You don't need a huge budget, a massive team, or a deal with a publishing giant to make a hit game these days: just a computer and an idea. The indie revolution is making millionaires out of bedroom game designers, and anyone can learn to use the tools they built their games with.
No coding experience? Never made a game before? It doesn't matter. The software here is accessible, intuitive, and supported by vast communities of like-minded developers who can help you get your idea out of your head and onto hard drives. Could you be the next indie success story?
01. GameMaker Studio
This is a powerful development suite used mainly for 2D games. It uses both an intuitive drag and drop interface, and its own C-based scripting language, GML. You can create most game types in GM, from top-down racers and RPGs to point-and-click adventures and classic platformers. It has support for shaders, real-time lighting, physics, particles, and more, all through GML.
You can make simple games without entering a line of code. Scores, experience points, menus, AI, and pretty much everything can be achieved by dragging and dropping simply labeled icons. You won't need any external graphics software either, as it has its own built in, complete with animation tools.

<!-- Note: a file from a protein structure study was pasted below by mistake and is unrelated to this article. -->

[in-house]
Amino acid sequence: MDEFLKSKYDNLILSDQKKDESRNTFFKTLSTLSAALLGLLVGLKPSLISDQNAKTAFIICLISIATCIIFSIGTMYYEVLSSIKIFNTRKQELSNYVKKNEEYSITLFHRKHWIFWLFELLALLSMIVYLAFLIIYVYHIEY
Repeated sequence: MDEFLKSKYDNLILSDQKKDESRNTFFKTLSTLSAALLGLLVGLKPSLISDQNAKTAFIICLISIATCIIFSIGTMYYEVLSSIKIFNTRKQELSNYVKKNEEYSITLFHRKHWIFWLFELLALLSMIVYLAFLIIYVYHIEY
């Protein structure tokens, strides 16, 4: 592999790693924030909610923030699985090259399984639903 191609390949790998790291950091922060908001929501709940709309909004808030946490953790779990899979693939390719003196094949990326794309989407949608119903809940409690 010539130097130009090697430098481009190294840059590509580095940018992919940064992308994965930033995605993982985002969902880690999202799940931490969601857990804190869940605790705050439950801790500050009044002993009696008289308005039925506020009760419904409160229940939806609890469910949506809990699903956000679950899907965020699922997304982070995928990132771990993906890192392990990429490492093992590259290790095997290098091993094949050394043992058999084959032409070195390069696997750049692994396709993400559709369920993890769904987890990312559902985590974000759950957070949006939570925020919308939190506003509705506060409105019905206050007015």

As your idea gets more complex you'll have to start using code, but there are thousands of YouTube tutorials to help, and you can solve most problems with a quick Google. If those fail, ask for help on the official programming Q&A forum and you'll get an answer quickly from the helpful community. This is a great place to start for beginners, even if you have no prior coding experience.